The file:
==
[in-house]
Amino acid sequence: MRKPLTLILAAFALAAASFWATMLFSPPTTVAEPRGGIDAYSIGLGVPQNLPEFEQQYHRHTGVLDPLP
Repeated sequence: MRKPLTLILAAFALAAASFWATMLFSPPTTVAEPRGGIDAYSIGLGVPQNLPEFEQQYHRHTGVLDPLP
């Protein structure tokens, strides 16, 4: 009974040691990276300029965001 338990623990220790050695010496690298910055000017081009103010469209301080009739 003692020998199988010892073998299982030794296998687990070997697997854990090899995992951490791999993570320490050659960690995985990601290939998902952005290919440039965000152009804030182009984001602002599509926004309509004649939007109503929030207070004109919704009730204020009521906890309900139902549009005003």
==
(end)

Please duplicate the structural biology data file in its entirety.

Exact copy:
[in-house]
Amino acid sequence: MRKPLTLILAAFALAAASFWATMLFSPPTTVAEPRGGIDAYSIGLGVPQNLPEFEQQYHRHTGVLDPLP
Repeated sequence: MRKPLTLILAAFALAAASFWATMLFSPPTTVAEPRGGIDAYSIGLGVPQNLPEFEQQYHRHTGVLDPLP
């Protein structure tokens, strides 16, 4: 009974040691990276300029965001 338990623990220790050695010496690298910055000017081009103010469209301080009739 003692020998199988010892073998299982030794296998687990070997697997854990090899995992951490791999993570320490050659960690995985990601290939998902952005290919440039965000152009804030182009984001602002599509926004309509004649939007109503929030207070004109919704009730204020009521906890309900139902549009005003």